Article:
In late June, the Wall Street Journal featured an article that set off a major buzz among industry analysts, search engine optimizers, online merchants, and others. In the article, the WSJ reported that Google planned to launch an electronic payment service, entering an arena that PayPal has all but owned for years. The service, supposedly code-named Google Wallet, could offer the search engine giant a huge opportunity to diversify its revenue stream.
The WSJ article pointed to hints that Google Wallet has been in the works for some time. It said that Googleâ€™s website states it â€świll eventually allow consumers to pay to view videos online.â€ť In fact, John Battelleâ€™s Searchblog claims to have confirmed that Google will do a beta launch of an in-browser video playback feature based on the open source VLC media player. A more tantalizing hint came from an online California state business database, which revealed that Google filed on April 13 to incorporate an entity called Google Payment Corp. Coincidence, or conspiracy? Well, most press hounds love a conspiracy after all.
For several days, Google Wallet was hardly more than a rumor, but the stock market has been known to act upon less. The Monday after the story broke, Google saw its stock rise more than two percent, or $6.40, to close at $286.70 on the Nasdaq. Meanwhile, the potential serviceâ€™s strongest potential competitor saw its stock drop by a similar percentage. eBay, the online auction giant who owns electronic payment service PayPal, finished at $37.24 per share the same day, down by something under a dollar.
Google CEO Eric Schmidt finally made a statement the following day, in an apparent attempt to stop, or at least slow down, all the speculation. During an interview with the Associated Press, he explicitly said, â€śWe do not intend to offer a person-to-person, stored-value payments system.â€ť This description certainly fits PayPal. Rather than stop everyone from wondering what Google was up to, however, Schmidtâ€™s statement seemed to add fuel to the fire. If the search engine giant does not intend for Google Wallet to compete with PayPal, what are Googleâ€™s plans for the service?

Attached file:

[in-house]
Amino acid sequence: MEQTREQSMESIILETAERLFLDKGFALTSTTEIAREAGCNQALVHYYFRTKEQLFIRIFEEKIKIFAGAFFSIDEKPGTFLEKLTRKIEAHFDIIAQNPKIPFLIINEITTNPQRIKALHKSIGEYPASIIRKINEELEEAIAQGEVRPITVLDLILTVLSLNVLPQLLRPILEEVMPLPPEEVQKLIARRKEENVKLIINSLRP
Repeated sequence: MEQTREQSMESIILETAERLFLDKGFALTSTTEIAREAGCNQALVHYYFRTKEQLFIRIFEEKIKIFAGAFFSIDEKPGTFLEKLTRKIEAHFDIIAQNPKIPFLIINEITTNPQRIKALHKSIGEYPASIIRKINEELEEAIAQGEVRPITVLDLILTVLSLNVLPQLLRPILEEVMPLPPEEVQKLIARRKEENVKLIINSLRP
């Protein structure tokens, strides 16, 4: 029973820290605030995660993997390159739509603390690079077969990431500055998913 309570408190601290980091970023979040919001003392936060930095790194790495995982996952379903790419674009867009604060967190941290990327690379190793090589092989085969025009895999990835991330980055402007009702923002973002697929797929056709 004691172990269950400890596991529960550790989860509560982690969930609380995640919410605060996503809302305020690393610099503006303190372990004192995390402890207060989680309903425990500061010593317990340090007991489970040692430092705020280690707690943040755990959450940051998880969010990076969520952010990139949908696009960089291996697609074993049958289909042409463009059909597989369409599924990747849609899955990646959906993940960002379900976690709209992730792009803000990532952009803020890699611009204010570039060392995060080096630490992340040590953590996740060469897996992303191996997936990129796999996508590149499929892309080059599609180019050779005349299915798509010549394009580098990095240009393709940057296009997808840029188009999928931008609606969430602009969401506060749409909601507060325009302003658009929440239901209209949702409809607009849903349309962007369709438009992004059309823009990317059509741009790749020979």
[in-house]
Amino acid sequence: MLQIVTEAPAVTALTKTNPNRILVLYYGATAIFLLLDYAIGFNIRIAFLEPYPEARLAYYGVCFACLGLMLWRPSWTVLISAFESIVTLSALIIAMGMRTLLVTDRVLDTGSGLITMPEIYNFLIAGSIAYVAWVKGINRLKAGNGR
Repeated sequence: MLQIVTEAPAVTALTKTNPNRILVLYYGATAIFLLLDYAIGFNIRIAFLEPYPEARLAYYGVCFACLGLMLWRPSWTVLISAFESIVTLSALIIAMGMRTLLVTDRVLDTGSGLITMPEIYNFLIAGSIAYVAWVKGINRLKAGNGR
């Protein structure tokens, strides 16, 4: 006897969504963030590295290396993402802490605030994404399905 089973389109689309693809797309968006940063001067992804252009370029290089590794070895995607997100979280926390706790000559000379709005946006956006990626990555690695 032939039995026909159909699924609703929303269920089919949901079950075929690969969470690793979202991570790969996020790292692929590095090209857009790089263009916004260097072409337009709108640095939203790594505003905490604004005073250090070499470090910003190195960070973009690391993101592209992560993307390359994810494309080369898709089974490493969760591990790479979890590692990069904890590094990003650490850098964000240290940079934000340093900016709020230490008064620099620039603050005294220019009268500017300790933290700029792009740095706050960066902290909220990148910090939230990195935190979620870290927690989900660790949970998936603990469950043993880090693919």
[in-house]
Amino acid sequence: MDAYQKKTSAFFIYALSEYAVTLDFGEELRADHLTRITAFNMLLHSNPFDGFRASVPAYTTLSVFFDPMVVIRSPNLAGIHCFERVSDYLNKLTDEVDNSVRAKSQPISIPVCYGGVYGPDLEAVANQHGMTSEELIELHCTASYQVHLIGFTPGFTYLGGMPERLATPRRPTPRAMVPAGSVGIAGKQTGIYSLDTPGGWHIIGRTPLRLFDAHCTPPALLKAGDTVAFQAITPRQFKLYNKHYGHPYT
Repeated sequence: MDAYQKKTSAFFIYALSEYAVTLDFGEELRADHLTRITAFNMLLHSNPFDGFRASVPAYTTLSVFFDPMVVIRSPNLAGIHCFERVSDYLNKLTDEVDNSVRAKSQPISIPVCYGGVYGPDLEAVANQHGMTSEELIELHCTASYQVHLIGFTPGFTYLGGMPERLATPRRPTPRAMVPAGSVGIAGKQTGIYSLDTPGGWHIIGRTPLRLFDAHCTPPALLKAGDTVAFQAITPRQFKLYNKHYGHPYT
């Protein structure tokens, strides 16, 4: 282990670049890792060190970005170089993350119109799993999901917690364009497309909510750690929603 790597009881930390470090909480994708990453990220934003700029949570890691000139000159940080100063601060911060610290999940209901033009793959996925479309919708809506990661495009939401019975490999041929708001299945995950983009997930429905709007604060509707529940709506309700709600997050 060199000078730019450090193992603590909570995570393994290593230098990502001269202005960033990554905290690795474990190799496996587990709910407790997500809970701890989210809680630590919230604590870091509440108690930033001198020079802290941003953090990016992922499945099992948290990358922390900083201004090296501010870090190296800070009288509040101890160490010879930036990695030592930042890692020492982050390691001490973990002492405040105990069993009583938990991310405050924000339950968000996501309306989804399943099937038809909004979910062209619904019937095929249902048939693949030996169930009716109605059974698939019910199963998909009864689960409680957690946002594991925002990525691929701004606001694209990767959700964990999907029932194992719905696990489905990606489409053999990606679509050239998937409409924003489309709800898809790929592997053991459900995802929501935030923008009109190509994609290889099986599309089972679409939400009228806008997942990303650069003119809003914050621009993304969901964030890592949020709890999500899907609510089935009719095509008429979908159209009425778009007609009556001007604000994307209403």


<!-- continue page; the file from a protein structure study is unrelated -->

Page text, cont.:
Iâ€™ve already mentioned John Battelleâ€™s Searchblog. He actually goes into a bit of detail about the video playback feature. Itâ€™s an outgrowth of Googleâ€™s video search and upload function. Google began accepting videos from pretty much anyone back in April â€“- right around the time it registered Google Payment Corp. Apparently, the content could be uploaded to Google with either a â€śfreeâ€ť or â€śpaymentâ€ť option. In this way, Google could become a host of sorts for those who canâ€™t host and stream their own video, but still want to reach lots of people with it. Handling the payment part of it as well could be a real boon to independent filmmakers and others who donâ€™t want to deal with those details. This move would not put it into direct competition with PayPal.
This idea could easily be expanded beyond video. While the only company that seems to have had much success with having customers pay for online content is the publisher of the Wall Street Journal, Google Wallet could change that. The service could be set up to handle small payments from those who want to view copyrighted material online to publishers of such material. Such a service, handling enough transactions, might even turn a profit on micropayments. Indeed, Google Wallet might, in general, make it easier for Google to sell things through its search engine.
A number of analysts think that Google will be taking a different route with the service, though not one that excludes the possibility of doing pay-for-video. Google already has a shopping comparison service, appropriately named Froogle. Tying Google Wallet in with Froogle seems like a natural move, which again would not compete directly with PayPal.
Yet another way that Google could enter the online payments business without competing directly with PayPal is by accepting the kinds of transactions that PayPal wonâ€™t touch. On eBay, these are considered â€śhigh-riskâ€ť transactions, and usually involve items labeled â€śadult entertainment.â€ť Itâ€™s an open question whether Google would want to get into that end of the business.
If the folks at Google do not wish to compete directly with PayPal, you can hardly blame them. Itâ€™s true that the company needs to diversify (more on that in a moment). But PayPal earned its spot as the first company that comes to most peopleâ€™s minds when they think of online payment companies…in somewhat the same way as Google earned a similar spot for its search engine.